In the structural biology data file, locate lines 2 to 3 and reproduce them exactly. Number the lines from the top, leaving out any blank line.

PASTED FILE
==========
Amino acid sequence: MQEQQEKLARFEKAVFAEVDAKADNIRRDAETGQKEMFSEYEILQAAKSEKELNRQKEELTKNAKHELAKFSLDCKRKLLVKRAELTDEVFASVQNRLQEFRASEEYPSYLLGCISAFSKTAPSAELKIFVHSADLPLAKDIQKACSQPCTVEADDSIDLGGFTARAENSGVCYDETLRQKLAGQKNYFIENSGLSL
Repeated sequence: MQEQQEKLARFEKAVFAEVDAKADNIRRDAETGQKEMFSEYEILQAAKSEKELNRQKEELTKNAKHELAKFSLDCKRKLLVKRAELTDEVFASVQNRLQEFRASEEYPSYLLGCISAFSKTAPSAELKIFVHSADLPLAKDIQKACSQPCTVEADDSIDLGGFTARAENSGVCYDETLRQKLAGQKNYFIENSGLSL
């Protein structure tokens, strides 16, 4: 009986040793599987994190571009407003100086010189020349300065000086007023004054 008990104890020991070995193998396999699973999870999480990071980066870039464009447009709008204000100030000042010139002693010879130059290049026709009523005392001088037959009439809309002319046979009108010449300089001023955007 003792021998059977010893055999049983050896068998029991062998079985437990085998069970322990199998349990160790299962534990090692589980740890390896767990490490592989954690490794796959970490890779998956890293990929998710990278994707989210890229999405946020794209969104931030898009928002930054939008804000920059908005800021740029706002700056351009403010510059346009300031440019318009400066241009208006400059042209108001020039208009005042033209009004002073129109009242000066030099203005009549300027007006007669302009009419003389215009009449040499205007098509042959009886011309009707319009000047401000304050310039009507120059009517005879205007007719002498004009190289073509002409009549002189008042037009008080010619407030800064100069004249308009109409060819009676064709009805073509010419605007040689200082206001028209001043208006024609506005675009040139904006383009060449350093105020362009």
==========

Repeated sequence: MQEQQEKLARFEKAVFAEVDAKADNIRRDAETGQKEMFSEYEILQAAKSEKELNRQKEELTKNAKHELAKFSLDCKRKLLVKRAELTDEVFASVQNRLQEFRASEEYPSYLLGCISAFSKTAPSAELKIFVHSADLPLAKDIQKACSQPCTVEADDSIDLGGFTARAENSGVCYDETLRQKLAGQKNYFIENSGLSL
């Protein structure tokens, strides 16, 4: 009986040793599987994190571009407003100086010189020349300065000086007023004054 008990104890020991070995193998396999699973999870999480990071980066870039464009447009709008204000100030000042010139002693010879130059290049026709009523005392001088037959009439809309002319046979009108010449300089001023955007 003792021998059977010893055999049983050896068998029991062998079985437990085998069970322990199998349990160790299962534990090692589980740890390896767990490490592989954690490794796959970490890779998956890293990929998710990278994707989210890229999405946020794209969104931030898009928002930054939008804000920059908005800021740029706002700056351009403010510059346009300031440019318009400066241009208006400059042209108001020039208009005042033209009004002073129109009242000066030099203005009549300027007006007669302009009419003389215009009449040499205007098509042959009886011309009707319009000047401000304050310039009507120059009517005879205007007719002498004009190289073509002409009549002189008042037009008080010619407030800064100069004249308009109409060819009676064709009805073509010419605007040689200082206001028209001043208006024609506005675009040139904006383009060449350093105020362009």